Is Montessori a “method” or “pedagogy”?
The “Montessori Method” is just one of many means of referencing a sort of pedagogy – although some would say philosophy – one which was first articulated and then developed into a comprehensive approach to the education of young children by Maria Montessori. This approach has much in common with and is sometimes considered to be an example of constructivist pedagogy or a cognitivist pedagogy, but it is not relevant whether or not it should be considered its own pedagogy or not, what is important is what it can offer to help kids learn and grow.
The term is a reference to Maria Montessori, the woman who worked to develop a teaching approach which based its methods on scientific observations of children – largely her own, direct observations. Not only the means but also the goal by which she established her “method” was through the scientific observation of children.
History Of Montessori
Italian educator, physician, and scientist, Dr Maria Montessori was invited to create a childcare centre in the impoverished Roman district of San Lorenzo in response to her work in scientific pedagogy and experimental psychology.
Despite early difficulty due to the children’s unruly habits and utter ignorance of etiquette and proper behaviour, the children began to show their capacity to learn quite quickly. Before long the children were becoming more manageable, peaceful and capable of great concentration and interest. During this period, she realised that the children were, in fact, learning almost constantly, whether from instruction, their environment or each other.
As she continued her scientific observation, she also began to develop her approach to facilitate their growth and learning, along with unique learning materials and a classroom environment designed to encourage a child’s natural curiosity and desire to learn.
In a few short years, Dr Montessori became internationally recognised for her ideas on education, pedagogy, the student-teacher interaction and the success those ideas were having on the underprivileged children in her home country of Italy.
Dr Montessori published books on her observations, method, results and insights. Her two books (translated from Italian), “The Montessori Method” and “The Advanced Montessori Method” (which focuses on children aged 7-11) both provide insight into her thinking, approach, interaction with students, and her motivations and inspiration. Although certainly not necessary to understand the underlying concepts to a Montessori learning environment, they provide a valuable reference and source of ideas or inspiration for anyone looking to constructivism or the Montessori method as a means to educate.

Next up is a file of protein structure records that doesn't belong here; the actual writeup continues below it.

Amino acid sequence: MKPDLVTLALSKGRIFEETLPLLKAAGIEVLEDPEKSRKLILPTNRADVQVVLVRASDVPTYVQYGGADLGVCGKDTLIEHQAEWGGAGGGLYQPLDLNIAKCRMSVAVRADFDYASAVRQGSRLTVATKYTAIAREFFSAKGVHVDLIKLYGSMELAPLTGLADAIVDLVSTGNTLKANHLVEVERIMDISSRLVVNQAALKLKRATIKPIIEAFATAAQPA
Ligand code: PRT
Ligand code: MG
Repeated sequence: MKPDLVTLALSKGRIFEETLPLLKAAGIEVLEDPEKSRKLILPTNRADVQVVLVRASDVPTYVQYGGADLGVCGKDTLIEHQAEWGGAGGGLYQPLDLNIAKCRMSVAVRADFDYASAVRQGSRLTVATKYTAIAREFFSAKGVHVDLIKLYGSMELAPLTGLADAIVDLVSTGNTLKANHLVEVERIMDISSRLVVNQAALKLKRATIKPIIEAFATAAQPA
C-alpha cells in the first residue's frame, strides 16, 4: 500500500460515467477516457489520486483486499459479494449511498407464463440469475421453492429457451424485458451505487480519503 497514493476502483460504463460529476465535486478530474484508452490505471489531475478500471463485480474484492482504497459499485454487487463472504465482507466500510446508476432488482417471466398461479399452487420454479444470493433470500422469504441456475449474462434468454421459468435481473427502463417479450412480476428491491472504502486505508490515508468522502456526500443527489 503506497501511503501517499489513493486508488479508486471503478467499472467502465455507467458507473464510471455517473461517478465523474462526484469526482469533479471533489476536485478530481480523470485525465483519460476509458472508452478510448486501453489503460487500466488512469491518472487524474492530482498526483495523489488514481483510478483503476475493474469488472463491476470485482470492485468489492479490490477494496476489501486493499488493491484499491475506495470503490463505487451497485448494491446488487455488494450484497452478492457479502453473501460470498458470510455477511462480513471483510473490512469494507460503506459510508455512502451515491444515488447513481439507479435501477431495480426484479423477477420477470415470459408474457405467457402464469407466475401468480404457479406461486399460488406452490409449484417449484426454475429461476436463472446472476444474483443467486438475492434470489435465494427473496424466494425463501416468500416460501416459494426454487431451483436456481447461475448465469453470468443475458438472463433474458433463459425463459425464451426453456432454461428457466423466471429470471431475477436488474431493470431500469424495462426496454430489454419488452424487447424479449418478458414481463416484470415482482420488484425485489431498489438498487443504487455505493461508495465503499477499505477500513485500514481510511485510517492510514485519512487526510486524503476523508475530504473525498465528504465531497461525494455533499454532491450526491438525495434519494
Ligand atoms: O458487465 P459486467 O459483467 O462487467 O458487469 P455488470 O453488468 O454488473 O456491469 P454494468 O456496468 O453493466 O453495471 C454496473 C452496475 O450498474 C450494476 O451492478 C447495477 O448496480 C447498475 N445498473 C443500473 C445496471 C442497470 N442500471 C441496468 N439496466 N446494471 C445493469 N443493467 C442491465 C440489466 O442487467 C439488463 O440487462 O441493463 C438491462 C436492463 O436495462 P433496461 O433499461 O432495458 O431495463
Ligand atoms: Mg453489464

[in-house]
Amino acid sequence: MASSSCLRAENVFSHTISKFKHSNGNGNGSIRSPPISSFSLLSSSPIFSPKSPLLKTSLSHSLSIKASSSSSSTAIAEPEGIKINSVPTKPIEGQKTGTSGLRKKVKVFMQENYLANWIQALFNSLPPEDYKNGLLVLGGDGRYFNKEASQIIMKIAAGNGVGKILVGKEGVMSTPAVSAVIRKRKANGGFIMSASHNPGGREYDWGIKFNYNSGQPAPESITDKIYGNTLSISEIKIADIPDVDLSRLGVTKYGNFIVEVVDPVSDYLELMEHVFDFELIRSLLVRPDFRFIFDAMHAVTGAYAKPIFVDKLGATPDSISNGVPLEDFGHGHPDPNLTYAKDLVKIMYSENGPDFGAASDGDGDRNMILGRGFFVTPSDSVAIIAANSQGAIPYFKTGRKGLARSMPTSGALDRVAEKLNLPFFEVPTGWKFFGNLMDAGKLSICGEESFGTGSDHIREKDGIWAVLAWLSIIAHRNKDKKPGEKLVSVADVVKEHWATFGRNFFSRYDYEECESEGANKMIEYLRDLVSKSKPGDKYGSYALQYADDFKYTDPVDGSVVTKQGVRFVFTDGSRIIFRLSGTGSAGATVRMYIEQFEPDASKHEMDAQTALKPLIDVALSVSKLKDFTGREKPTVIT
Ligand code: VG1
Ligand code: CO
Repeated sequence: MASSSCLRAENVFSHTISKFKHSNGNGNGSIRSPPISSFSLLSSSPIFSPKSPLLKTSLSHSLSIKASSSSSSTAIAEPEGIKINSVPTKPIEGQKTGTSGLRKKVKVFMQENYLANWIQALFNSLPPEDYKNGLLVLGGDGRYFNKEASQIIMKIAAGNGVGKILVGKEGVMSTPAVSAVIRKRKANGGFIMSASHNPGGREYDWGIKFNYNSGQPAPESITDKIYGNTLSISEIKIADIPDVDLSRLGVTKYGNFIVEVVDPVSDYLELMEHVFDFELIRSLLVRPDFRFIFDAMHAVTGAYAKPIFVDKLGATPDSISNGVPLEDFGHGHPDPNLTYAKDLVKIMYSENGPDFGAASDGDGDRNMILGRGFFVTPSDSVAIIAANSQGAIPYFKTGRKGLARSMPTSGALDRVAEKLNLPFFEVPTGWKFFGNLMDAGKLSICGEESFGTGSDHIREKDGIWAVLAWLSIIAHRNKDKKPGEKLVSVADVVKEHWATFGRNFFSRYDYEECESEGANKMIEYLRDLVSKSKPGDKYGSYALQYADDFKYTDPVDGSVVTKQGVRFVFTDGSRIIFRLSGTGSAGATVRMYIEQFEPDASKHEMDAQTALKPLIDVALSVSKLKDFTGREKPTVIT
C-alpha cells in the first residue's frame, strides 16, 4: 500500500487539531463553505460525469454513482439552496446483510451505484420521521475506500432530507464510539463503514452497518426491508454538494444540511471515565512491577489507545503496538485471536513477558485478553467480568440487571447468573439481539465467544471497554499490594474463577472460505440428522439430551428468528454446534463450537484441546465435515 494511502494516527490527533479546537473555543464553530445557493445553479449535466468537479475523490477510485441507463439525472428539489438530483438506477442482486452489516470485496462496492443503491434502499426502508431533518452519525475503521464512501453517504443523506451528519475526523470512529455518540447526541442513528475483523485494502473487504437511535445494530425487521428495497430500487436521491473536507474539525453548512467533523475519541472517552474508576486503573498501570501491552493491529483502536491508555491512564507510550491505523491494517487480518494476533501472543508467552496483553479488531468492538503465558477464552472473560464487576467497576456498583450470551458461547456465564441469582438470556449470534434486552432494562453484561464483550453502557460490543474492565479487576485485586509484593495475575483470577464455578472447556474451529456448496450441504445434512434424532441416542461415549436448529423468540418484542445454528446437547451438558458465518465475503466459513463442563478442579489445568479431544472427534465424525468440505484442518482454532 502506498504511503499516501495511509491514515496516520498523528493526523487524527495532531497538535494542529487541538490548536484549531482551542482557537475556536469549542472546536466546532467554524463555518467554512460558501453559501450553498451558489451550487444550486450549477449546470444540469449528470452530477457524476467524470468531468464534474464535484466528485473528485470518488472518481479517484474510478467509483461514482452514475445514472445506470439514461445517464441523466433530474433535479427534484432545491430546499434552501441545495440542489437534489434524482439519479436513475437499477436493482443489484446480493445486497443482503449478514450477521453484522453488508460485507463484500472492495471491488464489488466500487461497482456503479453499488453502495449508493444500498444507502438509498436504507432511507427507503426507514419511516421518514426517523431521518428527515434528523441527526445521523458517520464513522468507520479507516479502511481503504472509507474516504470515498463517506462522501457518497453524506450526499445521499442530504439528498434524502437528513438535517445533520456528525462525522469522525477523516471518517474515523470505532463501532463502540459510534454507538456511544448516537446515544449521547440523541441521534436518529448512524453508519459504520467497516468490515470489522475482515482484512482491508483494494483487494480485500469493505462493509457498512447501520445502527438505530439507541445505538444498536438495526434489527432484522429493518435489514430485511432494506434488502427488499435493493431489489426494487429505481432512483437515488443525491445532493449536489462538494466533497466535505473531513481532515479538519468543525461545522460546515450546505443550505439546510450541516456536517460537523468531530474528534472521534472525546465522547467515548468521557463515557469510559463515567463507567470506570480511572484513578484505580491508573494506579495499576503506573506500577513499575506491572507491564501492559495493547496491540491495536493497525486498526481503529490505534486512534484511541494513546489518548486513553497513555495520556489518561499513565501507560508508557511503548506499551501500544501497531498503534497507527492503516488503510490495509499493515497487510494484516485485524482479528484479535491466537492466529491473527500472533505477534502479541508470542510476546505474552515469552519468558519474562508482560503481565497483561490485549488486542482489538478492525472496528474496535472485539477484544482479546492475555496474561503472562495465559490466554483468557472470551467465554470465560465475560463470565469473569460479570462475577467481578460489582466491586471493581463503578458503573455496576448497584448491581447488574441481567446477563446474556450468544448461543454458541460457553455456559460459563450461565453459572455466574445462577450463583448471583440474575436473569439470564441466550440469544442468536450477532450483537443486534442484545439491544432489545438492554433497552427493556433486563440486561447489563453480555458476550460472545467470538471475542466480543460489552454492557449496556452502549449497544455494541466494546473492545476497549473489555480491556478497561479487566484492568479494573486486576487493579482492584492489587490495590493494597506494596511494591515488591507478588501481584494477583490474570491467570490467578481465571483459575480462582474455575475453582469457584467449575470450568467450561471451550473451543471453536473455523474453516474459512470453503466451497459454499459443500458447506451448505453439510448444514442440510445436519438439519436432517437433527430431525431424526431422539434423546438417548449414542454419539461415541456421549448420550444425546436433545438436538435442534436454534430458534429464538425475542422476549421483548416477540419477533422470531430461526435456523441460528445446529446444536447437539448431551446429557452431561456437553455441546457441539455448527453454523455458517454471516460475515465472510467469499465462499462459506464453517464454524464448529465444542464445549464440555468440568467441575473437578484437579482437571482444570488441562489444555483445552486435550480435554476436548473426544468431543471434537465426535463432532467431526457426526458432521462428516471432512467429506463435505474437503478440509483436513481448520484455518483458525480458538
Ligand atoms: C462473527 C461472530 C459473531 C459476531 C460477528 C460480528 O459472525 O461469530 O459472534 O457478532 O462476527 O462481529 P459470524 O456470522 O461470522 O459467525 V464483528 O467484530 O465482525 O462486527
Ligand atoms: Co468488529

Oversight and Associations of the Montessori Method
The Montessori method has been in practice in some capacity for the past 100 years, but the term has become so heavily used and by such a broad range of educators and facilities that distinguishing the pedagogy as defined and practised by Maria Montessori is important.
There are a large number of educators, carers, and schools which claim to implement the Montessori method, and each will have their own techniques, but the AMI (Association Montessori Internationale) serves as a means of both promoting and informing on the Montessori method and of overseeing and accrediting places of learning using that method. The Association Montessori Internationale was founded by Maria Montessori herself, the only entity which can claim so, and the pinnacle authority on this method of teaching.
The AMI is the international entity overseeing Montessori institutions and practice, however, there are many more local Montessori associations and organisations aligned with the AMI and with the same goals. For anyone serious about taking the Montessori concept into practice, contacting a local Montessori association or even the AMI is a good place to start. The AMI-UK site has links to plenty of resources, literature, training and more.
Another source of information, guidance and support of the education of children, especially the utilisation of the Montessori method, is the Montessori.org.uk site.
Philosophy Of The Montessori Method
A Montessori learning environment is recognizable and easily distinguished from a more traditional, direct-instruction or teacher-centred pedagogical approach. In a Montessori environment, some children will be seen working independently while others will be working in groups. Learning materials designed for a specific application or lesson will be seen being used by children that often become highly engaged in their learning in a well-functioning setting.
The Montessori Philosophy believes the children are both internally motivated and capable of courteous decorum when their curiosity and desire to learn are satisfied with their preference, age, and individuality in mind.